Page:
The Case Against Charles Allen Lechmere Diminishes | Lechmere Did In Fact Give His Address to the Baxter Inquest

Quite inexplicably neither the official record of the Baxter Inquest into the death of Mary Ann Nichols, the Times nor the Morning Advertiser newspapers mention the address of the man Charles A. Cross (a name which we later discover to be an alias of Charles Allen Lechmere). This omission has led many to believe that he was reluctant, for reasons heretofore unknown, to give his home address, including this writer. Lechmere in fact did provide his address to Coroner Wynne Edwin Baxter and the inquest jury, and this was recorded as “22 Doveton Street, Cambridge Road” in the Star newspaper, Monday 3 September 1888. It must be concluded then that the Inquest record and the other newspapers simply neglected to mention that the man known there as ‘Cross’ did give an account of his home address. This may suggest that both the Times and the Morning Advertiser were dependent for their information on the inquest record. It is unlikely in the extreme to have been the other way around. Had the court recorder not taken down the address it is not likely then to have made it to the papers depending on it. The Star, on the other hand, appears to be taking its own notes.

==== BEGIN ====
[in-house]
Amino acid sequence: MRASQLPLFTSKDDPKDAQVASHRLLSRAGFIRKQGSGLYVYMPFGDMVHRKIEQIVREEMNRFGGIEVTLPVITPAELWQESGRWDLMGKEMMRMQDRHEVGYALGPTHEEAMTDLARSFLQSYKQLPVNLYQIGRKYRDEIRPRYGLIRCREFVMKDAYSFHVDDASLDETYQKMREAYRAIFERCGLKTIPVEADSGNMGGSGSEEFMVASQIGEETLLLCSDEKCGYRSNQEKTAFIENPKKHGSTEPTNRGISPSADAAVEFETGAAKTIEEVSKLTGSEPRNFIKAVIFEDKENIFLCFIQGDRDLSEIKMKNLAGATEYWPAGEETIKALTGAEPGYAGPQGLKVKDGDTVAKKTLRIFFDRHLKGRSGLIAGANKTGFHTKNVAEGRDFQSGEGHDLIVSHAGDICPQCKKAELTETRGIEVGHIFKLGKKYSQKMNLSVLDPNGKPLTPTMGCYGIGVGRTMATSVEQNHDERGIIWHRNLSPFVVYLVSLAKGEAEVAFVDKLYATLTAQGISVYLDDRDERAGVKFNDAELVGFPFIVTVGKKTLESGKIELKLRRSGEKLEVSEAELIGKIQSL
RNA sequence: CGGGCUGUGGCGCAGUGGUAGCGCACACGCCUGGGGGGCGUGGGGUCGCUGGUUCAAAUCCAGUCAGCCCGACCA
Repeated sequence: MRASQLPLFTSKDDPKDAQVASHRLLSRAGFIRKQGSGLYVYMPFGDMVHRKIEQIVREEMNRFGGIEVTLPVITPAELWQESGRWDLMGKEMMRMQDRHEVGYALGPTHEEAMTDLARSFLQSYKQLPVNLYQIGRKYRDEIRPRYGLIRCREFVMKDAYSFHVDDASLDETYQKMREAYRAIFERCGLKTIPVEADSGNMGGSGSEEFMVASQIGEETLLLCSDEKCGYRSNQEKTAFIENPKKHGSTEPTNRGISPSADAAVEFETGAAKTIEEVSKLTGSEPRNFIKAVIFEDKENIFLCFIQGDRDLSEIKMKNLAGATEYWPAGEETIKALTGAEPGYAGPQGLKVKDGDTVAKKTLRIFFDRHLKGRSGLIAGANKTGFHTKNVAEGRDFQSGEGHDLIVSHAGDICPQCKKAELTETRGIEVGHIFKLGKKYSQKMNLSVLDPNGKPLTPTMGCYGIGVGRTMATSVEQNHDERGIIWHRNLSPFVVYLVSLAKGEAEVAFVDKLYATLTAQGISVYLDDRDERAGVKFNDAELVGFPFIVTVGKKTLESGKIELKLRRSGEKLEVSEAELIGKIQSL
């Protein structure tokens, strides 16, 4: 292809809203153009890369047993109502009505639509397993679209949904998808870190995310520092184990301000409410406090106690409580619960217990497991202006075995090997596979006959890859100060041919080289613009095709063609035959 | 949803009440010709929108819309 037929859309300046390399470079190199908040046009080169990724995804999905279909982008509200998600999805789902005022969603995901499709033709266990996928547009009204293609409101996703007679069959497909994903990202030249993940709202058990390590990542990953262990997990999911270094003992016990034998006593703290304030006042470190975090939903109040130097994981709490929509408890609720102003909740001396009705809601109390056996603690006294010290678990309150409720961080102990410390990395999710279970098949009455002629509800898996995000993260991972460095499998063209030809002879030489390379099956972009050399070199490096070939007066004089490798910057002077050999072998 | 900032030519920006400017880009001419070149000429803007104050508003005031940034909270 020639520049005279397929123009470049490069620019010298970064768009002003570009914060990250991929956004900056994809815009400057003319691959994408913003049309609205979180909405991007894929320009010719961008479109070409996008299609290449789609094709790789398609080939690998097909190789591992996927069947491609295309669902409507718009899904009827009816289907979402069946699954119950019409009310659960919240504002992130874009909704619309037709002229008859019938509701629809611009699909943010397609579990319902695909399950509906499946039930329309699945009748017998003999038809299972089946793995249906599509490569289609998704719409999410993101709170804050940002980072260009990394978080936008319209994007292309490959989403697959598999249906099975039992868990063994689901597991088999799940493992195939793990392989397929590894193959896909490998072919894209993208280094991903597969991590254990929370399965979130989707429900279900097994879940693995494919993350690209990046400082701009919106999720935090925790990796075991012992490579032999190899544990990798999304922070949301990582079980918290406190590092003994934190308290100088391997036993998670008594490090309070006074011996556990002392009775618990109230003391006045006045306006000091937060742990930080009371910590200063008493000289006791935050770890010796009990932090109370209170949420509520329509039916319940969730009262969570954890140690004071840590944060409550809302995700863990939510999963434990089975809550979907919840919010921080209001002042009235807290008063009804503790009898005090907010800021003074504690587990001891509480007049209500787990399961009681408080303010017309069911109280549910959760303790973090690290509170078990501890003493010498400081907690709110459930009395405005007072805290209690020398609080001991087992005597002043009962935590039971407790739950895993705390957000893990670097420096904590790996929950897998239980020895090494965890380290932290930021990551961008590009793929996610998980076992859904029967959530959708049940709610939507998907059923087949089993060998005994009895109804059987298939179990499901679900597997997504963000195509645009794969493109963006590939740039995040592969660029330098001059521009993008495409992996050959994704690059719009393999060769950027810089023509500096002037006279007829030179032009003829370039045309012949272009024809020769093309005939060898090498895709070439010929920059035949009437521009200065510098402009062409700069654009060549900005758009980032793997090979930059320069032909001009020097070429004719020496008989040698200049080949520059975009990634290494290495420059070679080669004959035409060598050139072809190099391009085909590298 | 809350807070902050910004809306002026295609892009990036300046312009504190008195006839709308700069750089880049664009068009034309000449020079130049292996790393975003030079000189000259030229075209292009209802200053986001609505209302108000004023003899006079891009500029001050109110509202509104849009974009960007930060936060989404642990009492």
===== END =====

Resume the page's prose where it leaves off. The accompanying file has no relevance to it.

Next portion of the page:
Another piece of important information that the Star of that date gives us is the record that Charles Allen Lechmere left for work at twenty minutes past three o’clock in the morning, and not the half past as recorded at the inquest and in the other papers. If the other papers are reliant on the court record then we can treat them as a single source as regards details of time and place. We may be looking at a simple case of either the coroner’s reporter or the pressman from the Star making a mistake. It is entirely possible then, at this stage, to suggest that the time Lechmere left his home was in fact twenty minutes past three, thus giving him a full forty minutes to make the walk to his place of work at Broad Street Station.

Of its 650 horses three hundred and more are under Broad Street Station, where they form not the least of the nightly attractions of that busy goods depot. The mention of the North Western agents – who are Messrs. Pickford & Co. – naturally leads us on to the carriers…

– W. J. Gordon, The Horse World of London, 1893